College visits pose unnecessary costs for minimal benefit

April 22, 2019 — by Alex Wang

Students who visit colleges usually do not change their minds about schools to apply to, nor do these visits help their applications.

Over spring break, many students flew across the country to visit colleges. Attending tour after tour, these students most likely heard much of the same speeches by tour guides and did not come away with a clear list of colleges to apply to.

For juniors and underclassmen, college visits are largely unnecessary. Students should not bother spending a lot of money and time visiting because information about these colleges can easily be found elsewhere and visitations do not help chances in college admissions.

Most importantly, the costs of visiting colleges are high. Although visiting with family is probably the cheapest option, there are still a variety of expenses, including airfare, hotels and food. Visiting with a specific tour company may be even more expensive, with one company College Visits charging around $2,000 per student for a trip to the Northeast.

The majority of colleges that students visit, especially the Ivy League schools, have extremely low acceptance rates. Even if a student has a strong application, the growing unpredictability of college admissions minimizes his or her chance of being accepted.

While visiting reach schools may help students narrow down their list of schools to apply to, this process can also be done by using online resources or having conversations with a counselor or alumni. The most that a college visit can do for a prospective applicant is to give him or a her a small glimpse of student life.

Moreover, college tours tend to be similar to each other. For most tours, a student or an admissions officer explains the benefits of attending that college and gives insight on the admissions process. After multiple tours, this speech becomes routine and boring. The genericness of these tours only serves to further confuse rather than clarify.

Some may argue that visiting a college is the ultimate demonstration of interest. However, for most colleges, demonstrating interest is not considered at all or at least, not as important anymore with the influx of applications each year. In addition, there are many other ways students can demonstrate interest in a much more cost-effective way, such as calling about specific majors or signing up for email lists.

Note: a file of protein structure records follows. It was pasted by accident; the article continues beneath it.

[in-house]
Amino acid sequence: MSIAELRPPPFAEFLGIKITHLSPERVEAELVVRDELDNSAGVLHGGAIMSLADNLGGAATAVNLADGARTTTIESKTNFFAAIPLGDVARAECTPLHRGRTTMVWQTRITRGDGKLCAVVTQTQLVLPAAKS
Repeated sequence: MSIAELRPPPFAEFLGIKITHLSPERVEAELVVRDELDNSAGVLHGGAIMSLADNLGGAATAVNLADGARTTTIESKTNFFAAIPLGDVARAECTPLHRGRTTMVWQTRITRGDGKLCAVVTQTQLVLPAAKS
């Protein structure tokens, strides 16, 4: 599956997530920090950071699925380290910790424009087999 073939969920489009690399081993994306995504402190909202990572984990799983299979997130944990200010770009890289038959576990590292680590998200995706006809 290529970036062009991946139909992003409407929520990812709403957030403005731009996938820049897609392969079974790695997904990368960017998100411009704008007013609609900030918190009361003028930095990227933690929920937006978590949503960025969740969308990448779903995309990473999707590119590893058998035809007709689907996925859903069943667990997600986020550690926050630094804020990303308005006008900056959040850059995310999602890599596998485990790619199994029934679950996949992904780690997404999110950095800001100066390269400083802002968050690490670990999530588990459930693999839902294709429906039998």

Others may choose to visit colleges because they believe it would help them write their “Why [specific college]?” essay. While a college visit may help in this regard, there are in fact numerous other online resources that would provide information in writing these essays, including information about different majors and school culture, among others.

For a student who wants to see the buildings on campus, he or she can take a virtual tour which many colleges offer nowadays on their website. In an increasingly digitized world with vast amounts of information just clicks away, the importance of physically visiting has simply diminished to a point where it’s no longer worth it to shell out thousands of dollars on visitation.

While it is a waste of money for juniors and underclassmen to visit colleges, seniors who have already been admitted to a school have a lot to gain from visits. Unlike juniors and underclassmen, who are essentially taking shots in the dark, seniors are visiting with one main question in mind: “Do I want to spend the next four years of my life here?”

In the meantime, juniors and underclassmen should stay home and work on their chances of actually attending instead of merely visiting.

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